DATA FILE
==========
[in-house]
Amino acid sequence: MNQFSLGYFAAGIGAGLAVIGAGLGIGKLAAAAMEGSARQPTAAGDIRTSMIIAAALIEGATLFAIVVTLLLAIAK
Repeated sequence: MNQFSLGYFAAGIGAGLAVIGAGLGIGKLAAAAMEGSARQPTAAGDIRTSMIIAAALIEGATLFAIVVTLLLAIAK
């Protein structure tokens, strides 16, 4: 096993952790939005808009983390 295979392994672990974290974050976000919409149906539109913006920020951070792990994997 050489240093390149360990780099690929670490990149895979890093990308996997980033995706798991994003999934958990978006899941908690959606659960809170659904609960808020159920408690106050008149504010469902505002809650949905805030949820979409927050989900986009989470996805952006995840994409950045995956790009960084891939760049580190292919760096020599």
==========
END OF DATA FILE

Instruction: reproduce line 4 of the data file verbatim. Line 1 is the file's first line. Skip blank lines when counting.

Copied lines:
């Protein structure tokens, strides 16, 4: 096993952790939005808009983390 295979392994672990974290974050976000919409149906539109913006920020951070792990994997 050489240093390149360990780099690929670490990149895979890093990308996997980033995706798991994003999934958990978006899941908690959606659960809170659904609960808020159920408690106050008149504010469902505002809650949905805030949820979409927050989900986009989470996805952006995840994409950045995956790009960084891939760049580190292919760096020599």